If you have a WPF screen that is made up of two of more "sections," where each section has its own unique functionality, you might want to consider breaking each of those pieces of the screen into individual user controls and individual view model classes. This will help you build, run, and test each component. You can then aggregate the user controls into one control and inherit from one view model to the other to bring them all together. In this blog post, you are going to build upon the sample created in the post entitled "Basics of MVVM in WPF." Read and download that sample application to follow along with this blog post.
In this blog post, you learn how easy it is to use the Model-View-View-Model (MVVM) design pattern in WPF applications. This blog post is a step-by-step illustration of how to build a WPF application to display a list of users. You are going to perform the following steps.
In the last blog post, you learned to read songs from an exported iTunes XML file. If you have been using iTunes for a long time and have deleted songs, merged songs from other libraries, or moved your library from one computer to another, then you may not know it, but there could be song files on your hard drive that are no longer in your iTunes library. This blog post shows you how to locate those missing files. To follow along with this blog post, read and follow the instructions in the first blog post on reading songs from iTunes.
In an earlier blog article, I discussed why you need a solid demand management process. Demand is what others are asking you to do. It is your “to-do” list or backlog of activities. From this list or backlog, you must be able to select the right work. The other part of what you do for a living is executing the work: doing work right. Therefore, “right work” (what is best to do next) vs. “work right” (what people, processes, or tools will be employed to do the work in the most effective way).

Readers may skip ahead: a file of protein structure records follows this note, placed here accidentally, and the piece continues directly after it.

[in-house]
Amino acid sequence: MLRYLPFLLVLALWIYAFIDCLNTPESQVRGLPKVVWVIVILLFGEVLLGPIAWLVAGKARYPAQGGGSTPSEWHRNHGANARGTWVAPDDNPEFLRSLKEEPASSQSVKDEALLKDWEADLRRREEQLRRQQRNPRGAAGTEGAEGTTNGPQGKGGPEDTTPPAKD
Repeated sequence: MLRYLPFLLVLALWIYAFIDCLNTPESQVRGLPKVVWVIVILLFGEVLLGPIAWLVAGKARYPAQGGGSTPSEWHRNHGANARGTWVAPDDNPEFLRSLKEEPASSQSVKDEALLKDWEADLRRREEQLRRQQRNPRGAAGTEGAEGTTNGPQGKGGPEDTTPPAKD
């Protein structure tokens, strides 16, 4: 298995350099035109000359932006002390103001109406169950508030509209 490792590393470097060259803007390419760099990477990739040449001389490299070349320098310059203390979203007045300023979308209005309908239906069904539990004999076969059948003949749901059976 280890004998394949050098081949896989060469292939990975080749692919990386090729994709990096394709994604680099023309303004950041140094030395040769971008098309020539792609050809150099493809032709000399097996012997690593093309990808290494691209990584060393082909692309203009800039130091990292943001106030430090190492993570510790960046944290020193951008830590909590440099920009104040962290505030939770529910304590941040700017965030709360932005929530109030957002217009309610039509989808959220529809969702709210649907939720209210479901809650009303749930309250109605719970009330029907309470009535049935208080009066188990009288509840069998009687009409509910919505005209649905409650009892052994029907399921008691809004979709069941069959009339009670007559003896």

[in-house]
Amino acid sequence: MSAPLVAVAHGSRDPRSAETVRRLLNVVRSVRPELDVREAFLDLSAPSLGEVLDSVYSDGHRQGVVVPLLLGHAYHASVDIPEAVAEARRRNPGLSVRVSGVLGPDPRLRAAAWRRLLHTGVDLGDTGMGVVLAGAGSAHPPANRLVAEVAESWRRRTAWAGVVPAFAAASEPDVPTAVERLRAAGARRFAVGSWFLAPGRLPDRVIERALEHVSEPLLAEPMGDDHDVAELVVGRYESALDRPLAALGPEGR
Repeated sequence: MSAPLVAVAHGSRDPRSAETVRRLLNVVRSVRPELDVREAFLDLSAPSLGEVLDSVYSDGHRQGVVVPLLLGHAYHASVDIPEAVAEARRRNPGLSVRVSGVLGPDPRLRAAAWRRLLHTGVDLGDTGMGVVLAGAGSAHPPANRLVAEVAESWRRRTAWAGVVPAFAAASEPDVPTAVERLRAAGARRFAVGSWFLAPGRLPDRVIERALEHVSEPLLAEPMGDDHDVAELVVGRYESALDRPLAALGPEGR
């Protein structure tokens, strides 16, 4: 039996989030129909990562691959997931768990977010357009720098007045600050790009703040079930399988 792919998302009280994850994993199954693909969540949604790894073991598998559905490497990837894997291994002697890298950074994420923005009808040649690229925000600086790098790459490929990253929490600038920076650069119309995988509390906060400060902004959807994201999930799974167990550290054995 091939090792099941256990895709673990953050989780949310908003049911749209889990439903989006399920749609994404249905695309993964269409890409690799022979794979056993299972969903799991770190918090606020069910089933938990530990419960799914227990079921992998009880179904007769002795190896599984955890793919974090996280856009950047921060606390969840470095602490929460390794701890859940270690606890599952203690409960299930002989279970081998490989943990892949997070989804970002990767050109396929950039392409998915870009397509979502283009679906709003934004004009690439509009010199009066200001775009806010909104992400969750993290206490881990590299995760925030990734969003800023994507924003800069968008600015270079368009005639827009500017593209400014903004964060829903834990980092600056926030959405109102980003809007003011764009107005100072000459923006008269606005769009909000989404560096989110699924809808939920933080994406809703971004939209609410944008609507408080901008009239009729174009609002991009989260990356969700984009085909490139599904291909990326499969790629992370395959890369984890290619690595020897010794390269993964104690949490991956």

Have you ever wanted to retrieve the list of songs from your iTunes library? Getting songs from iTunes is not easy. In fact, since Apple stopped supplying their COM component for reading from their iTunes library, about the only way to get song data is to export the library into an XML file, then parse the XML. In this blog post, you are going to learn to parse the XML using the classes contained in the System.Xml.Linq namespace.
With everyone blogging about tech trends out there, we noticed that there weren't many talking about trends specific to business and business applications. We have worked with enterprises for over 16 years to solve the real-world challenges that real businesses face. After a very busy 2018 working with all sorts of business across industries, here are the top four business technology trends we noticed. Here's to a happy, healthy, successful 2019 for all!
In this blog series, you have assumed that everything has gone correctly when uploading files. However, if you attempt to upload a file that is too large, you receive an error from your web server. In this blog post you are going to learn how to get the maximum size of file allowed, display that value on the page, handle an error when the file is too large, and modify the maximum size of file allowed. If you have not done so already, please download the sample from Part 5 so you can follow along with this blog post.
So far in this blog post series on uploading files with MVC, you have learned to style the file upload control, use a view model for data binding, create a thumbnail from an uploaded image, and store files on the server's file system. In this post, you learn to store the uploaded file in an SQL Server table. If you have not done so already, please download the sample from Part 4 so you can follow along with this blog post.
You have known about Test-driven Development (TDD) for years. You’re aware that modern application frameworks were designed with testability as a primary concern, and unit testing and continuous integration have become an industry standard. You have a hunch that TDD will benefit your teams, yet you haven’t embraced the practice! You are out of excuses and you may even feel behind the curve. No worries—let’s get you going with TDD.
In any application, you want to keep the coupling between any two or more objects as loose as possible. Coupling happens when one class contains a property that is used in another class or uses another class in one of its methods. If you have this situation, then this is called strong or tight coupling. One popular design pattern to help with keeping objects loosely coupled is called the mediator design pattern. The basics of this pattern are very simple; avoid one object directly talking to another object, and instead use another class to mediate between the two. This class is called a message broker. The purpose of this blog post is show you a simple approach to using a message broker in your XAML applications.